An Author Visit Assistant

This pretty honey bee will join me when I visit schools. A couple of my children's programs involve insects and both highlight the important work of honey bees, so she'll join me when I present at schools.
I had the help of my Facebook community to help name her. I narrowed it down to a couple of name choices, and with my children's full support, we came up with a name.

Friend, this is Abee! Abee, please meet my friend!

Abee will join me in visiting two schools in March! We're both excited.

How to Encourage Children to Research

Most children think research is boring. It can be. But as educators, parents, and even writers, we can encourage children's natural curiosity, especially when there's no assignment or grade at stake.

Everyday I open my laptop and Microsoft shows me some "eye candy" in the form of a beautiful photograph. I can learn more about it by clicking on the image. The image makes me curious. I want to know what it is.

Parents and educators can do the same. Provide a little "eye candy." It might be in the form of a hike in the mountains or simply a close observation of a bird's nest. It could even be a marble and a piece of insulation tubing as part of an experiment. But it might simply be a photograph.

Ask some leading and open-ended questions to make the child(ren) think more about it. Then challenge them to learn more and give them the tools to do so.

I recently sent out a few of my books to a school who invited me for an author visit. Along with the books, I included a letter to the students of the school. (It's hand-written even though I don't have nice handwriting.) In the letter I included a photo of a honey bee and flower.

I drew the children's attention to the photo and the big "blob" of orange on the honey bee's leg. It told the students it was a bit like a pocket, and it helps the honey bee carry something important. Then I encouraged the students to find out what it is and how it is used.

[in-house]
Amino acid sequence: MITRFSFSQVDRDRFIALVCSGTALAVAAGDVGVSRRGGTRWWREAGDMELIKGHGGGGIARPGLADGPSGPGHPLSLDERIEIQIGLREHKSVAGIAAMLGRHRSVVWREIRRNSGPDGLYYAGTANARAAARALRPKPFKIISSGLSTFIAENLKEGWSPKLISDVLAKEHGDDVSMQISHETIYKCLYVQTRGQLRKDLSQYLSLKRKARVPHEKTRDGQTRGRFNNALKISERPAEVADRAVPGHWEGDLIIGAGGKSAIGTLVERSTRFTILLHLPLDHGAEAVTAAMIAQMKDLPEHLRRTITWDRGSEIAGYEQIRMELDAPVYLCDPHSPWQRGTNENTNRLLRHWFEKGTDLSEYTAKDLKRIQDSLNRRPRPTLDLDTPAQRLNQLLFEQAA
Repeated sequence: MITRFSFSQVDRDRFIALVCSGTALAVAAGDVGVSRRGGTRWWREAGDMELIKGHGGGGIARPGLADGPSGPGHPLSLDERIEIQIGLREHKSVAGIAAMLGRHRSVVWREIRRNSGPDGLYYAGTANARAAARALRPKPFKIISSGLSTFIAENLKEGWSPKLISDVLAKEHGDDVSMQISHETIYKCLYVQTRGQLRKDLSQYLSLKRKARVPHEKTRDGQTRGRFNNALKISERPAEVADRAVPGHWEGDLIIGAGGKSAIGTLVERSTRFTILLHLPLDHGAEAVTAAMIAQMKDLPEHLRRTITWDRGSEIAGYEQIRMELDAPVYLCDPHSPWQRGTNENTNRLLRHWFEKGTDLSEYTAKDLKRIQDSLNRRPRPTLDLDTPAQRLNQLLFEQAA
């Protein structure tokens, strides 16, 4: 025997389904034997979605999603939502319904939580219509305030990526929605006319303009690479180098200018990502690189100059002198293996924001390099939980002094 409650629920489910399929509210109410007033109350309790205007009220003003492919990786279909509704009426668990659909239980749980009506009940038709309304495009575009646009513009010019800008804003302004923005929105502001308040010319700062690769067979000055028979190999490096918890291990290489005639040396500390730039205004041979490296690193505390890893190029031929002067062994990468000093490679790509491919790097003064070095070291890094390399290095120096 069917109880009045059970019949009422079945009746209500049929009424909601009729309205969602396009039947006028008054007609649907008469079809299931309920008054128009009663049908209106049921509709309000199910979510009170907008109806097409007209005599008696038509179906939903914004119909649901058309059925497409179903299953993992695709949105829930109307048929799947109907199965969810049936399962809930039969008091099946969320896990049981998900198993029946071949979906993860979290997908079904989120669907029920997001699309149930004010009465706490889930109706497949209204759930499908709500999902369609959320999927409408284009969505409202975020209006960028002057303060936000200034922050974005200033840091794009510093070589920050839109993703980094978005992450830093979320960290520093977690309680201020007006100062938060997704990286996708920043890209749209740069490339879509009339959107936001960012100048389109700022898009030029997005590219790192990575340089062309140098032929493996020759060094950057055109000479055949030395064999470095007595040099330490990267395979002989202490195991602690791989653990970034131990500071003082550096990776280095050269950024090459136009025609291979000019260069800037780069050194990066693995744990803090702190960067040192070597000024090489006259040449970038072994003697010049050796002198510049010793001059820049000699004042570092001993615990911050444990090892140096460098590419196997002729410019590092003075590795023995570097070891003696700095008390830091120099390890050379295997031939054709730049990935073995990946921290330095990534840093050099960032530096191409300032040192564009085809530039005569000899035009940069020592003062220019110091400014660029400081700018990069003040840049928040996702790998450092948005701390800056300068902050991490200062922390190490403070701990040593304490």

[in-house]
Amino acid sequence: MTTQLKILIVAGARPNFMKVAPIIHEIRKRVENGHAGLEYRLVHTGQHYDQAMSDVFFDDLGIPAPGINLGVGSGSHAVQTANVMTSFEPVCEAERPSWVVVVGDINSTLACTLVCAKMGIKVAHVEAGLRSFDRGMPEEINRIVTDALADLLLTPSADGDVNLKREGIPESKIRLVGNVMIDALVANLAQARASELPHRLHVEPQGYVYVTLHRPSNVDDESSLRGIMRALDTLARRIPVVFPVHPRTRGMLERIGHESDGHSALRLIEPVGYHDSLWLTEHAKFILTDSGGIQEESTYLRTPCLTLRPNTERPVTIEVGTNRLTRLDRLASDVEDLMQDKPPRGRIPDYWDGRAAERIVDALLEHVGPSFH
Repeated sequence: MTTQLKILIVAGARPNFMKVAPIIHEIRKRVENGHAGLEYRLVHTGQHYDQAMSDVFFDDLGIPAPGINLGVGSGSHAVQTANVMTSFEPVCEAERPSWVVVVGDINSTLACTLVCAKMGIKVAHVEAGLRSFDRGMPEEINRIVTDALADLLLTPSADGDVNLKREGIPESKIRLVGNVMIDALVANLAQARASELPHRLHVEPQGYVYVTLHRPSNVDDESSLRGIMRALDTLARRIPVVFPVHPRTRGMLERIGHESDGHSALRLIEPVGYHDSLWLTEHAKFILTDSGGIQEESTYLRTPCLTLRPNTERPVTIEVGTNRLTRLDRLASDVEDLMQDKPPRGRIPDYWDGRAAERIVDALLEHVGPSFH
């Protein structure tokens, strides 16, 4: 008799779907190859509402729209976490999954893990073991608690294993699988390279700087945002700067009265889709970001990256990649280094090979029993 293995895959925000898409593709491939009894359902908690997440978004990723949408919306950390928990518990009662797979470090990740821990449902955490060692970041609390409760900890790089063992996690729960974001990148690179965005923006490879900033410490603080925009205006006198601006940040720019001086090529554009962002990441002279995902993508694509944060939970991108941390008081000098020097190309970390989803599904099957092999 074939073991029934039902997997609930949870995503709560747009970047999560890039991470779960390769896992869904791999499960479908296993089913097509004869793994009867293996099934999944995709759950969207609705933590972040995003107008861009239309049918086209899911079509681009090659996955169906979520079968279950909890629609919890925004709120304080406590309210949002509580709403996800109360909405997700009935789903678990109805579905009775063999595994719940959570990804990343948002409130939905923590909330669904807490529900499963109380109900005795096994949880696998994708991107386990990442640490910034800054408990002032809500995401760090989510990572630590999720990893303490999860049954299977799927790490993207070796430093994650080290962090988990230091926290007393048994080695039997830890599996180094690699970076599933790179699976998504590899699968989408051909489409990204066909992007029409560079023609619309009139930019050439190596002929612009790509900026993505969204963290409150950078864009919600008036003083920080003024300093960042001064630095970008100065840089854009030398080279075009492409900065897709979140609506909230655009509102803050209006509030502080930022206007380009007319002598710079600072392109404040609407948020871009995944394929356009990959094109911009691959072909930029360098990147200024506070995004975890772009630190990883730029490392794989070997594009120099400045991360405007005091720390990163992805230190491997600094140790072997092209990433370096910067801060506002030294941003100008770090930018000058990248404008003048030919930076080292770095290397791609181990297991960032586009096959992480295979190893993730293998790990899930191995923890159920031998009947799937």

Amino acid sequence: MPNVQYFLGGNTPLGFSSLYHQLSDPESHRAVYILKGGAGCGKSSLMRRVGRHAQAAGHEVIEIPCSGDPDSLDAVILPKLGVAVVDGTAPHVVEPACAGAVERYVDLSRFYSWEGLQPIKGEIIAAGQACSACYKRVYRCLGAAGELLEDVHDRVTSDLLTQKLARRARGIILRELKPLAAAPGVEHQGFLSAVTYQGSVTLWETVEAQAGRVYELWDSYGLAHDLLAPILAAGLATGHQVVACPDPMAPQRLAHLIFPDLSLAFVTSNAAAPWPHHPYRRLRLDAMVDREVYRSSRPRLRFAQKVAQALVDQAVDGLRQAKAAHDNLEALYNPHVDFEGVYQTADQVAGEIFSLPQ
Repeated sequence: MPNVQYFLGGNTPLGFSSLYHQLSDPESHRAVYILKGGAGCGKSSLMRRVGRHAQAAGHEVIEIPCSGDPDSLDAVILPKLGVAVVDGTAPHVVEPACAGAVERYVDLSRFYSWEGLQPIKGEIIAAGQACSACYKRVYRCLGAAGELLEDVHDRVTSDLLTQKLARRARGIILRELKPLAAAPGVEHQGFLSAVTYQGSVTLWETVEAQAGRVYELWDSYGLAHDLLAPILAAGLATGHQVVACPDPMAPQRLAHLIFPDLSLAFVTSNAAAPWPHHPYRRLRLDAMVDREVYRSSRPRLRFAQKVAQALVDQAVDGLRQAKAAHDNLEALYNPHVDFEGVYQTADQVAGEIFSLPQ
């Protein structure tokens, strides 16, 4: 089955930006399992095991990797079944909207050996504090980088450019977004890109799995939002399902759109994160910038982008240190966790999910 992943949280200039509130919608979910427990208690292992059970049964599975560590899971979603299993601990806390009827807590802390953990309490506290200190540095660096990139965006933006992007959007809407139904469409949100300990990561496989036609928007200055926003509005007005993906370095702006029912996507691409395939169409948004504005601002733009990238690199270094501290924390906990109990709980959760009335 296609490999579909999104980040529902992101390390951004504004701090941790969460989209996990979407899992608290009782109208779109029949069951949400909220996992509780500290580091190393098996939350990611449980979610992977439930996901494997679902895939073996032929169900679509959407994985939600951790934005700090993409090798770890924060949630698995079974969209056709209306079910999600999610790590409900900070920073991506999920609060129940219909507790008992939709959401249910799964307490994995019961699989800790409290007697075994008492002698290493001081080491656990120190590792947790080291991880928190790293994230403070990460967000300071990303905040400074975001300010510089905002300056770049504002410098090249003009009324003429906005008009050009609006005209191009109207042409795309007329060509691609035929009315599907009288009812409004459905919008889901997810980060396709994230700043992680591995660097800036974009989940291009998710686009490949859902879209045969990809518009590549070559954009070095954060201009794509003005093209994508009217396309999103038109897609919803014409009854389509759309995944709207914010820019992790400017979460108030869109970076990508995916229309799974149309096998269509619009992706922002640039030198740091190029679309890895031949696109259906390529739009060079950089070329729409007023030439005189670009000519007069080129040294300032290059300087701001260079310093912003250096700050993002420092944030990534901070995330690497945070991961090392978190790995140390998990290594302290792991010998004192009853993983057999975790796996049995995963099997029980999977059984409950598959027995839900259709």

Some teachers might lead the exploration into the questions. Others might suggest the students learn in their free time.

Sometimes a little nudge goes a long way to spark curiosity.

P.S. Did you notice I didn't tell you what is on the honey bee's leg? Aren't YOU curious to find out? What's really cool is how the little pocket is formed! Leave me a comment if you learn what it is.

Bugs & Blooms Program

So what really happens during my presentations and workshops? I know it may be hard to tell from the brief description on my website. Programs are altered to meet the needs of the group, so no two programs are identical. Schools might request a special emphasis on a topic. Other times age plays a role. Time may or may not allow for a game though all of my programs are interactive.

Yesterday I shared the program "Bugs and Blooms" at the Hockessin Book Shelf in Delaware. The audience was small, but excited to learn about insects and flowers.
So what happened during the "Bugs and Blooms" program?

After introducing myself, we got right into the bugs and blooms . We all know some people think insects are fascinating and others, well, don't care for them so much. So I asked the group what they thought. As usual, answers varied.

After acting out the life cycle of an insect, the audience helped to discuss the adult insect's body parts. These cards may have provided clues for the group.
We had time so we played a little game about insects. They were smart! They even knew the centipede was not the same as the caterpillar larva.
Then the audience named the parts of plants like roots, stem, leaves, and flowers. Then we read in my book, Flowers, to learn the parts of flowers, what they do, and how insects help flowers make seeds.
Then the children pretended to be insects pollinating flowers!
It's always fun to take something apart to learn how it works. So we dissected some flowers at the end of the program. 
We all had fun sharing about "Bugs and Blooms." I can't wait to share this program again. Interested? Just contact me to discuss the details!